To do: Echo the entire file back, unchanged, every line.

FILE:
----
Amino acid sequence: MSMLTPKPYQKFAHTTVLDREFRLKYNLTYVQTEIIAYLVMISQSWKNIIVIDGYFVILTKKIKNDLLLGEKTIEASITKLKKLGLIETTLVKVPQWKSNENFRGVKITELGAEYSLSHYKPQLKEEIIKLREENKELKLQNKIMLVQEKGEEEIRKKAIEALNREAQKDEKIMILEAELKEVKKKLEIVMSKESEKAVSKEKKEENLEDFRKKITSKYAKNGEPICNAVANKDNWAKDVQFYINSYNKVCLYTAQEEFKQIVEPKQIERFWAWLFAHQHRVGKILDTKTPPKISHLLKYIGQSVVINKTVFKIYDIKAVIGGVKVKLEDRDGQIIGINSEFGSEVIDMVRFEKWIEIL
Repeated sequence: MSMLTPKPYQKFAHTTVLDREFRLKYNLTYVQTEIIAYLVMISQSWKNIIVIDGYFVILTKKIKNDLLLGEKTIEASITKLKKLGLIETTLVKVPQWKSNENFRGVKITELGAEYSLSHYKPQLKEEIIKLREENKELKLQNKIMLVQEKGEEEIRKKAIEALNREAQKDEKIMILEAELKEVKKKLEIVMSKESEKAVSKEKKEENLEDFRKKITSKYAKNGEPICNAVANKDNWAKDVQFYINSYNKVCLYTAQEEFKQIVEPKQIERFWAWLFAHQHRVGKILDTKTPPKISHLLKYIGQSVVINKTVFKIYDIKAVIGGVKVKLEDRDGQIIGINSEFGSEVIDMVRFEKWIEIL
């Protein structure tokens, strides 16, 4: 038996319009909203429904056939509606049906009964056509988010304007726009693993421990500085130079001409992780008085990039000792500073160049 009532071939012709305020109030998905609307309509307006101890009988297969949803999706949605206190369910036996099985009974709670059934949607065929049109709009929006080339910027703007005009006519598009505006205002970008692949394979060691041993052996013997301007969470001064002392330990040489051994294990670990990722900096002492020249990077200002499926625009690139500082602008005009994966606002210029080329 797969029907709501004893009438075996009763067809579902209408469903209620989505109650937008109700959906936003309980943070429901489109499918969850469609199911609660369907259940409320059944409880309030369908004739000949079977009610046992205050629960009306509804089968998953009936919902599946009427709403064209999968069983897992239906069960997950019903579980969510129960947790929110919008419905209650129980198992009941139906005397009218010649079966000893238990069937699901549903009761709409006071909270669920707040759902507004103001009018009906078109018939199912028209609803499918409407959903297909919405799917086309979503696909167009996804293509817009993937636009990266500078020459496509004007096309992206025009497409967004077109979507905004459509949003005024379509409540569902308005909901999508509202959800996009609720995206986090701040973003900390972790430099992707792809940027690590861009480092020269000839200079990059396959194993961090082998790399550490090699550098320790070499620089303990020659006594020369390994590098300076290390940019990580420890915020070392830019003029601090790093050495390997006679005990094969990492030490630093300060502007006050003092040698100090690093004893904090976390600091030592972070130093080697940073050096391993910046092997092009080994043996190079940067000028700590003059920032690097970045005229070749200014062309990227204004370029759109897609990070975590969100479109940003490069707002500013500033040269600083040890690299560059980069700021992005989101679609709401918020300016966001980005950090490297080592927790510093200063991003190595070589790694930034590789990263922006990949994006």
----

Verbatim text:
Amino acid sequence: MSMLTPKPYQKFAHTTVLDREFRLKYNLTYVQTEIIAYLVMISQSWKNIIVIDGYFVILTKKIKNDLLLGEKTIEASITKLKKLGLIETTLVKVPQWKSNENFRGVKITELGAEYSLSHYKPQLKEEIIKLREENKELKLQNKIMLVQEKGEEEIRKKAIEALNREAQKDEKIMILEAELKEVKKKLEIVMSKESEKAVSKEKKEENLEDFRKKITSKYAKNGEPICNAVANKDNWAKDVQFYINSYNKVCLYTAQEEFKQIVEPKQIERFWAWLFAHQHRVGKILDTKTPPKISHLLKYIGQSVVINKTVFKIYDIKAVIGGVKVKLEDRDGQIIGINSEFGSEVIDMVRFEKWIEIL
Repeated sequence: MSMLTPKPYQKFAHTTVLDREFRLKYNLTYVQTEIIAYLVMISQSWKNIIVIDGYFVILTKKIKNDLLLGEKTIEASITKLKKLGLIETTLVKVPQWKSNENFRGVKITELGAEYSLSHYKPQLKEEIIKLREENKELKLQNKIMLVQEKGEEEIRKKAIEALNREAQKDEKIMILEAELKEVKKKLEIVMSKESEKAVSKEKKEENLEDFRKKITSKYAKNGEPICNAVANKDNWAKDVQFYINSYNKVCLYTAQEEFKQIVEPKQIERFWAWLFAHQHRVGKILDTKTPPKISHLLKYIGQSVVINKTVFKIYDIKAVIGGVKVKLEDRDGQIIGINSEFGSEVIDMVRFEKWIEIL
């Protein structure tokens, strides 16, 4: 038996319009909203429904056939509606049906009964056509988010304007726009693993421990500085130079001409992780008085990039000792500073160049 009532071939012709305020109030998905609307309509307006101890009988297969949803999706949605206190369910036996099985009974709670059934949607065929049109709009929006080339910027703007005009006519598009505006205002970008692949394979060691041993052996013997301007969470001064002392330990040489051994294990670990990722900096002492020249990077200002499926625009690139500082602008005009994966606002210029080329 797969029907709501004893009438075996009763067809579902209408469903209620989505109650937008109700959906936003309980943070429901489109499918969850469609199911609660369907259940409320059944409880309030369908004739000949079977009610046992205050629960009306509804089968998953009936919902599946009427709403064209999968069983897992239906069960997950019903579980969510129960947790929110919008419905209650129980198992009941139906005397009218010649079966000893238990069937699901549903009761709409006071909270669920707040759902507004103001009018009906078109018939199912028209609803499918409407959903297909919405799917086309979503696909167009996804293509817009993937636009990266500078020459496509004007096309992206025009497409967004077109979507905004459509949003005024379509409540569902308005909901999508509202959800996009609720995206986090701040973003900390972790430099992707792809940027690590861009480092020269000839200079990059396959194993961090082998790399550490090699550098320790070499620089303990020659006594020369390994590098300076290390940019990580420890915020070392830019003029601090790093050495390997006679005990094969990492030490630093300060502007006050003092040698100090690093004893904090976390600091030592972070130093080697940073050096391993910046092997092009080994043996190079940067000028700590003059920032690097970045005229070749200014062309990227204004370029759109897609990070975590969100479109940003490069707002500013500033040269600083040890690299560059980069700021992005989101679609709401918020300016966001980005950090490297080592927790510093200063991003190595070589790694930034590789990263922006990949994006």